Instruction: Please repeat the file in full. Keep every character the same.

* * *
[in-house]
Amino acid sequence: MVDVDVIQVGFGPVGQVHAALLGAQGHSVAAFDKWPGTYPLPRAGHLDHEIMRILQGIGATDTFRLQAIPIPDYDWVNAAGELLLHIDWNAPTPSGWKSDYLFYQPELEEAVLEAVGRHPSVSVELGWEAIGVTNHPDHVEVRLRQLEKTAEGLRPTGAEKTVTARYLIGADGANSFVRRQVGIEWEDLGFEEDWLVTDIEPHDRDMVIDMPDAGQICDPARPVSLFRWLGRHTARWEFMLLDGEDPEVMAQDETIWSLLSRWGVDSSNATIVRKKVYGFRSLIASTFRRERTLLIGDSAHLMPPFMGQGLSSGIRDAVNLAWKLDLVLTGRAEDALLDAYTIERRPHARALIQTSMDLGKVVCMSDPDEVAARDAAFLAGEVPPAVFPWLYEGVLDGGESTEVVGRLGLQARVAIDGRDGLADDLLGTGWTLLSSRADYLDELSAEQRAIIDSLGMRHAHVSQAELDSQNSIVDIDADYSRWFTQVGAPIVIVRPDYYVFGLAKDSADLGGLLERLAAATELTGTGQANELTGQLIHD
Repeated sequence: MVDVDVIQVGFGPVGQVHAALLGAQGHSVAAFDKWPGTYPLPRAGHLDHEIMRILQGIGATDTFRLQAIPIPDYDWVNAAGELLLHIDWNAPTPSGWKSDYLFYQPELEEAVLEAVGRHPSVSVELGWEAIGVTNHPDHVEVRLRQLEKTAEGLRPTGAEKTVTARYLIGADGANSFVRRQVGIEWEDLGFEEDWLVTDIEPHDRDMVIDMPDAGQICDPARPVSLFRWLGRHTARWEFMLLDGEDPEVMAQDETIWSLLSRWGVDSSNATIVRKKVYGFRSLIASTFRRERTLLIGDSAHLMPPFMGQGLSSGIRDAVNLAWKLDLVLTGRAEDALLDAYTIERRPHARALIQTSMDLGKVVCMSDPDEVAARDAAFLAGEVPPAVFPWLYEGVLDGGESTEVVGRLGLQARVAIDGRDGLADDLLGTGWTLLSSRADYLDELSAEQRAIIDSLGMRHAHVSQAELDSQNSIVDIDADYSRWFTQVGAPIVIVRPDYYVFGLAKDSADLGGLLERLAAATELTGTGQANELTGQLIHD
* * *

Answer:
[in-house]
Amino acid sequence: MVDVDVIQVGFGPVGQVHAALLGAQGHSVAAFDKWPGTYPLPRAGHLDHEIMRILQGIGATDTFRLQAIPIPDYDWVNAAGELLLHIDWNAPTPSGWKSDYLFYQPELEEAVLEAVGRHPSVSVELGWEAIGVTNHPDHVEVRLRQLEKTAEGLRPTGAEKTVTARYLIGADGANSFVRRQVGIEWEDLGFEEDWLVTDIEPHDRDMVIDMPDAGQICDPARPVSLFRWLGRHTARWEFMLLDGEDPEVMAQDETIWSLLSRWGVDSSNATIVRKKVYGFRSLIASTFRRERTLLIGDSAHLMPPFMGQGLSSGIRDAVNLAWKLDLVLTGRAEDALLDAYTIERRPHARALIQTSMDLGKVVCMSDPDEVAARDAAFLAGEVPPAVFPWLYEGVLDGGESTEVVGRLGLQARVAIDGRDGLADDLLGTGWTLLSSRADYLDELSAEQRAIIDSLGMRHAHVSQAELDSQNSIVDIDADYSRWFTQVGAPIVIVRPDYYVFGLAKDSADLGGLLERLAAATELTGTGQANELTGQLIHD
Repeated sequence: MVDVDVIQVGFGPVGQVHAALLGAQGHSVAAFDKWPGTYPLPRAGHLDHEIMRILQGIGATDTFRLQAIPIPDYDWVNAAGELLLHIDWNAPTPSGWKSDYLFYQPELEEAVLEAVGRHPSVSVELGWEAIGVTNHPDHVEVRLRQLEKTAEGLRPTGAEKTVTARYLIGADGANSFVRRQVGIEWEDLGFEEDWLVTDIEPHDRDMVIDMPDAGQICDPARPVSLFRWLGRHTARWEFMLLDGEDPEVMAQDETIWSLLSRWGVDSSNATIVRKKVYGFRSLIASTFRRERTLLIGDSAHLMPPFMGQGLSSGIRDAVNLAWKLDLVLTGRAEDALLDAYTIERRPHARALIQTSMDLGKVVCMSDPDEVAARDAAFLAGEVPPAVFPWLYEGVLDGGESTEVVGRLGLQARVAIDGRDGLADDLLGTGWTLLSSRADYLDELSAEQRAIIDSLGMRHAHVSQAELDSQNSIVDIDADYSRWFTQVGAPIVIVRPDYYVFGLAKDSADLGGLLERLAAATELTGTGQANELTGQLIHD